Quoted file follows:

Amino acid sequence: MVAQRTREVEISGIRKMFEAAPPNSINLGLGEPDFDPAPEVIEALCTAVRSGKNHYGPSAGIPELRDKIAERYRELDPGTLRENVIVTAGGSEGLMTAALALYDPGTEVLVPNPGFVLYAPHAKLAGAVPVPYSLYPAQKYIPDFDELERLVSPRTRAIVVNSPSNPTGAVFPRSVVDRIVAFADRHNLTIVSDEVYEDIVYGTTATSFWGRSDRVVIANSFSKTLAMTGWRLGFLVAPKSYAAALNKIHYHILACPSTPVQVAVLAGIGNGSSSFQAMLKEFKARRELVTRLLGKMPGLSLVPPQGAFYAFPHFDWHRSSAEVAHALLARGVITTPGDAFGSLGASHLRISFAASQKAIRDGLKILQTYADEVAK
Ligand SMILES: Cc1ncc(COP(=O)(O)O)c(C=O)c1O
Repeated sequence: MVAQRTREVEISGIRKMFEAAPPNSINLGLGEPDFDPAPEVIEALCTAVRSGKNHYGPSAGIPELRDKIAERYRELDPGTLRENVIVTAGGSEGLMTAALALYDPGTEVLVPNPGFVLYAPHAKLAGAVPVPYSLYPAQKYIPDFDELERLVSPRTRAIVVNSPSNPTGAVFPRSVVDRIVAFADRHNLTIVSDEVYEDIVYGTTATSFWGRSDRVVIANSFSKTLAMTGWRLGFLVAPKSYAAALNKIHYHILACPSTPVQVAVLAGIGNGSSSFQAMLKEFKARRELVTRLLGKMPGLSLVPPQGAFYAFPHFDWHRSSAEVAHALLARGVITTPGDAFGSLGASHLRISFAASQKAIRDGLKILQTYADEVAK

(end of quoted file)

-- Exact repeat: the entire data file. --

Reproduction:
Amino acid sequence: MVAQRTREVEISGIRKMFEAAPPNSINLGLGEPDFDPAPEVIEALCTAVRSGKNHYGPSAGIPELRDKIAERYRELDPGTLRENVIVTAGGSEGLMTAALALYDPGTEVLVPNPGFVLYAPHAKLAGAVPVPYSLYPAQKYIPDFDELERLVSPRTRAIVVNSPSNPTGAVFPRSVVDRIVAFADRHNLTIVSDEVYEDIVYGTTATSFWGRSDRVVIANSFSKTLAMTGWRLGFLVAPKSYAAALNKIHYHILACPSTPVQVAVLAGIGNGSSSFQAMLKEFKARRELVTRLLGKMPGLSLVPPQGAFYAFPHFDWHRSSAEVAHALLARGVITTPGDAFGSLGASHLRISFAASQKAIRDGLKILQTYADEVAK
Ligand SMILES: Cc1ncc(COP(=O)(O)O)c(C=O)c1O
Repeated sequence: MVAQRTREVEISGIRKMFEAAPPNSINLGLGEPDFDPAPEVIEALCTAVRSGKNHYGPSAGIPELRDKIAERYRELDPGTLRENVIVTAGGSEGLMTAALALYDPGTEVLVPNPGFVLYAPHAKLAGAVPVPYSLYPAQKYIPDFDELERLVSPRTRAIVVNSPSNPTGAVFPRSVVDRIVAFADRHNLTIVSDEVYEDIVYGTTATSFWGRSDRVVIANSFSKTLAMTGWRLGFLVAPKSYAAALNKIHYHILACPSTPVQVAVLAGIGNGSSSFQAMLKEFKARRELVTRLLGKMPGLSLVPPQGAFYAFPHFDWHRSSAEVAHALLARGVITTPGDAFGSLGASHLRISFAASQKAIRDGLKILQTYADEVAK